The Coronavirus seems to be the never-ending story for the world right now. Just as first waves of the virus are dying down and countries have been lulled into a sense of optimism for economic recovery, then comes the threat of a second wave. Many economies have been badly affected across the board, and now countries must get back up and continue to fight the good fight against this deadly pandemic. As much as the world is desperately clinging to the notion that a vaccine will soon be developed, the reality is that there is still no vaccine available and second waves are gathering speed quickly. So the real question is, which countries are being impacted the worst, and how will Europe deal with these second waves in order to maintain an economic balance?
Fresh outbreaks are rife
According to the latest statistics from the European Centre for Disease Prevention and Controls (ECDC), there are only four European countries which are not at crucial Coronavirus case levels – Germany, Finland, Cyprus and Norway. The ECDC calculates the risk factor at 20 cases per 100,000 people within a seven day average time, and anything over this is considered as a high risk of infection. Countries like the Czech Republic, the Netherlands and France are sitting at well over 100 cases per 100,000 people, which is increasing at an alarming rate. In an attempt to curb the fresh outbreaks of the virus, countries are implementing new protocols. Paris has been classified as a “maximum alert” zone, and is preparing for a new lockdown, while the Czech Republic has gone into a state of emergency, and Ireland’s National Public Health Emergency Team has recommended that the whole country be put on the maximum levels of restrictions.
Local lockdowns on the rise
Many countries in Europe have been enforcing stricter mask-wearing rules, limiting the amount of people in public gatherings and locking down specific regions. Towards the end of September, the World Health Organization’s regional director Hans Kluge said, “More than half of European countries have reported a greater than 10% increase in the past two weeks.” Europe is acutely aware of the devastating economic effects of the virus, and this second wave therefore prompts action that is both targeted and well planned, in order to avoid further disruption.2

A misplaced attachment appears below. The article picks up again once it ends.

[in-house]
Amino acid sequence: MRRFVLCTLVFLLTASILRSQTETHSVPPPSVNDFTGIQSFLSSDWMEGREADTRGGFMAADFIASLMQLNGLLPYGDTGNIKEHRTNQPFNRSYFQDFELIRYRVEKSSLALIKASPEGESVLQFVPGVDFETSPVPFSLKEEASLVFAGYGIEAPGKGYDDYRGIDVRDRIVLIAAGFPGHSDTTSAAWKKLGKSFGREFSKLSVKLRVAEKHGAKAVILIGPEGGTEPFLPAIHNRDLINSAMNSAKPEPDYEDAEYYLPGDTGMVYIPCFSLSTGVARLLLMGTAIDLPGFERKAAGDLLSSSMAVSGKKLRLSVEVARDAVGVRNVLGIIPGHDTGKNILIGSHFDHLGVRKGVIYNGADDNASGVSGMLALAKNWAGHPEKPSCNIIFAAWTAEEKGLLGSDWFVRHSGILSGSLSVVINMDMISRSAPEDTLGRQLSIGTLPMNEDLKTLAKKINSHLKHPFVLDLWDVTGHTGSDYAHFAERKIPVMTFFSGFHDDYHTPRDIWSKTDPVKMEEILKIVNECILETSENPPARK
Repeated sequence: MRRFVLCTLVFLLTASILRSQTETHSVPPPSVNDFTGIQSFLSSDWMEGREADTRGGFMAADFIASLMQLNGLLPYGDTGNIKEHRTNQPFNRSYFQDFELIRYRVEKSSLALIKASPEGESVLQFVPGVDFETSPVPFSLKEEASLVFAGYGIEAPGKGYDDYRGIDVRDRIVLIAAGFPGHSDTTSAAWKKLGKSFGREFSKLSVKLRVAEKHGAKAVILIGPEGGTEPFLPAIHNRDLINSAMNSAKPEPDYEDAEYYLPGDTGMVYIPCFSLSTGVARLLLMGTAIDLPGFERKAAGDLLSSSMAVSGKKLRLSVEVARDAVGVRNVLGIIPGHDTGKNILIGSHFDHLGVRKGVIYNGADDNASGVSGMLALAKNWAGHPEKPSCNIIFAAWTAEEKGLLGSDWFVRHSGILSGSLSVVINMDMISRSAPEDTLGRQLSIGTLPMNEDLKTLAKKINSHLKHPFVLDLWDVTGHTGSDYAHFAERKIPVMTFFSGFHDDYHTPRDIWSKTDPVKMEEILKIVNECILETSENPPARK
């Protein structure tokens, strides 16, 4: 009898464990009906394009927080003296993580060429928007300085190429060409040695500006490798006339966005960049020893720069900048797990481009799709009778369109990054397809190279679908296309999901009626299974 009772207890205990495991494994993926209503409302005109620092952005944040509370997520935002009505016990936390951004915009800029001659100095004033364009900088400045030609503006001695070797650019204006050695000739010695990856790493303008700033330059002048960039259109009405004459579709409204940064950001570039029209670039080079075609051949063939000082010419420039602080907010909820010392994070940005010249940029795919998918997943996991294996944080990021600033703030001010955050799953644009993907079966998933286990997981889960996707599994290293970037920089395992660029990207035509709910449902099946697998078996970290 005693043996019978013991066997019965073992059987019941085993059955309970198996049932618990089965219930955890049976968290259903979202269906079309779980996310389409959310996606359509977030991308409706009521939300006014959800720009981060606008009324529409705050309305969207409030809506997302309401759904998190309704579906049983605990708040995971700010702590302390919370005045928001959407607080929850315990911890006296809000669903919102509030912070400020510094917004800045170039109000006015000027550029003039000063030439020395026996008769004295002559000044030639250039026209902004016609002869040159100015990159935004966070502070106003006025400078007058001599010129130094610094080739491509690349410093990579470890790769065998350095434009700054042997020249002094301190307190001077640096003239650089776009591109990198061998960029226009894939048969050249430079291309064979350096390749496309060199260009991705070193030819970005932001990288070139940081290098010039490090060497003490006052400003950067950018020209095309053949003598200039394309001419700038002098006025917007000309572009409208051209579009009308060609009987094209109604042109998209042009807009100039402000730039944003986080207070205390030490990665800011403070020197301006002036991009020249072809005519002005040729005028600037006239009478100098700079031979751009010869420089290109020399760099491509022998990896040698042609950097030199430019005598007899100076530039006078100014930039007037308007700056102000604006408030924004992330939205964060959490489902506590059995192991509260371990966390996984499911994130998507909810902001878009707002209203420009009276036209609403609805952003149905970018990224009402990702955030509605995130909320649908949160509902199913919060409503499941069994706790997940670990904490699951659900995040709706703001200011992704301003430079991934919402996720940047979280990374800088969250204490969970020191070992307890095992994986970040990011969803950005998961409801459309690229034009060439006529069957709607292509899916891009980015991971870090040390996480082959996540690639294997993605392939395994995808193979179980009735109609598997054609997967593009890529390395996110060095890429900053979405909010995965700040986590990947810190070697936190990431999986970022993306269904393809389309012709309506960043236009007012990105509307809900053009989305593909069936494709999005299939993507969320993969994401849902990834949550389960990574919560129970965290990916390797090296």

Measures like local lockdowns are becoming more prevalent, and in fact, reactions to the second waves are slightly different. We know a little more about the virus now and how it behaves, meaning nations don’t necessarily need to lockdown countrywide and can instead focus their approaches on the highest risk areas.2 The nature of the second wave is different, as the 25 to 49-year-old age group seems to be experiencing the highest number of infections so far, which means that those being affected are usually less at risk than the older generations.3 Thus, many new restrictions focus on bars and public places where young people are likely to frequent, as opposed to blanket nationwide lockdowns.2 Europe waits with bated breath to see what these second waves will bring, and how effective their targeted responses will be.
Trading in the time of Covid
Many traders and those with an eye on the financial markets turn to the performance of key indices to gauge the “health” of an economy, such as Germany’s DAX index, which tracks 30 of the biggest and most actively traded companies in Germany—Europe’s largest economy. During the COVID-19 pandemic, the DAX index plunged a massive 39% between February 19th and March 18th, before gradually rising 53% by October 7th. And even within that timeframe, there were plenty of moments of volatility driven by the various elements of market uncertainty brought on by the pandemic.